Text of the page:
The $717 Billion Defense Bill That Just Breezed Through the Senate Should Be a National Scandal

Democrats and Republicans rubber-stamped a severely bloated war budget.

Lindsay Koshgarian

(L-R) House Armed Services Committee Chairman Mac Thornberry (R-TX), Sen. James Inhofe (R-OK), House Armed Services Committee ranking member Rep. Adam Smith (D-WA) and Senate Armed Services Committee ranking member Sen. Jack Reed (D-RI) talk to journalists in the Dirksen Senate Office Building on Capitol Hill July 11, 2018 in Washington, DC. The committee members were participating in the FY 2019 National Defense Authorization Act conference meeting. (Photo by Chip Somodevilla/Getty Images)

With lit­tle debate or pub­lic atten­tion, the Sen­ate just fol­lowed the House in approv­ing $717 bil­lion for the nation’s mil­i­tary, mean­ing the bill is head­ed for the president’s sig­na­ture. The pas­sage is no sur­prise. The Nation­al Defense Autho­riza­tion Act is one of the few pieces of fed­er­al bud­get leg­is­la­tion that sails through every year, with­out fail, on a bipar­ti­san basis.

The military authorization bill must become a place for dissent and discussion.

Yet, the bill deserves fierce debate — and dis­sent. At $717 bil­lion, the pack­age pro­vides a his­tor­i­cal­ly high mil­i­tary bud­get. By my cal­cu­la­tions based on num­bers from the Office of Man­age­ment and Bud­get, in 1997, after Cold War spend­ing was ratch­eted down from its Rea­gan-era peak, mil­i­tary spend­ing was $386 bil­lion after adjust­ing for infla­tion. By the height of spend­ing dur­ing the Iraq and Afghanistan wars, it had more than dou­bled to $799 bil­lion. Yet today, despite mas­sive troop draw­downs and mul­ti­ple dec­la­ra­tions of vic­to­ry from the war on ter­ror, mil­i­tary spend­ing in 2019 will remain $268 bil­lion more than it was before the start of the Iraq and Afghanistan wars.

In oth­er words, U.S. war spend­ing remains severe­ly bloat­ed, as spend­ing on vital pub­lic goods — like edu­ca­tion and water sys­tems — falters.

A win for arms manufacturers

That a $717 bil­lion spend­ing pack­age could pass with so lit­tle debate or con­tention is a symp­tom of our elect­ed lead­ers’ def­er­ence to the Pen­ta­gon. But it’s also a sign of a seem­ing­ly unre­lat­ed old adage: It’s the econ­o­my. In too many instances, old-fash­ioned pork and provin­cial inter­ests are the real motivations.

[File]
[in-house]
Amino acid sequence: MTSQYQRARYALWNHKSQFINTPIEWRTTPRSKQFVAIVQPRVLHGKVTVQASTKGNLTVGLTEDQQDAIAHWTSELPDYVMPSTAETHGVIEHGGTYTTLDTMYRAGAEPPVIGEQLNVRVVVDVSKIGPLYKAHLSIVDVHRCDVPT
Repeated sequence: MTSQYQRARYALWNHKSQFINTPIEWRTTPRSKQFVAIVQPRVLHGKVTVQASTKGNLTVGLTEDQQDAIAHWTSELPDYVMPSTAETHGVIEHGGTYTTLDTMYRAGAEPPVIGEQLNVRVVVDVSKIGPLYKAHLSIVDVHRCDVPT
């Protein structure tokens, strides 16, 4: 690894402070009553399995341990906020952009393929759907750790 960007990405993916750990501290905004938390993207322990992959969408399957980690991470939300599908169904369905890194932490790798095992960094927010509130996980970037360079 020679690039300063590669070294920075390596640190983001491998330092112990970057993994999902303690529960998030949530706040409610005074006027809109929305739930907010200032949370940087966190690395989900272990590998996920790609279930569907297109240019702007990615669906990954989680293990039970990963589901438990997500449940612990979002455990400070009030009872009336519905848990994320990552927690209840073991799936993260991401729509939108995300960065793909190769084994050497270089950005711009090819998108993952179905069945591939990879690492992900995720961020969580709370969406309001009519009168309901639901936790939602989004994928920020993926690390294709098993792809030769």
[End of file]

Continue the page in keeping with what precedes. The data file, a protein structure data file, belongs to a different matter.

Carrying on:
So, what is the mil­i­tary buy­ing, and why? And just as impor­tant, what isn’t the fed­er­al gov­ern­ment buy­ing as it hoards cash for the military?

One answer is that the bill rep­re­sents a big win for weapons con­trac­tors, pro­vid­ing funds for 77 new F‑35 jet fight­ers — the Lock­heed Mar­tin show horse that has been in devel­op­ment for near­ly 20 years and is bil­lions of dol­lars over bud­get. Even mil­i­tary spend­ing cham­pi­on Sen. John McCain, for whom the bill is named, has called the jet fight­er a scan­dal and a tragedy” for its sched­ule and bud­get problems.

An ear­li­er House ver­sion of a defense spend­ing bill had increased the num­ber of F‑35 fight­ers to 93: 16 more than the Pen­ta­gon asked for. That bill, which is no longer under con­sid­er­a­tion, came from a sub­com­mit­tee chaired by Rep­re­sen­ta­tive Kay Granger (R‑Texas), whose dis­trict is home to a key Lock­heed facil­i­ty where the F‑35 is made.

The bill also includes funds for 13 new ships, three more than the Navy asked for. The jus­ti­fi­ca­tion for two of the three addi­tion­al ships was open­ly eco­nom­ic: The bill pro­vides fund­ing for three new ships of the same kind as a Navy ship that caused a minor scan­dal when it was strand­ed in ice off the coast of Mon­tréal this win­ter. A con­gres­sion­al staffer involved with the defense bill nego­ti­a­tions com­ment­ed that autho­riz­ing just one ship would be dam­ag­ing to the two con­struc­tion yards” in Wis­con­sin and Alaba­ma, where the ships are built. Like the F‑35, the ship is also made by Lock­heed Mar­tin, the biggest fed­er­al con­trac­tor with more than $44 bil­lion in mil­i­tary con­tracts in 2017.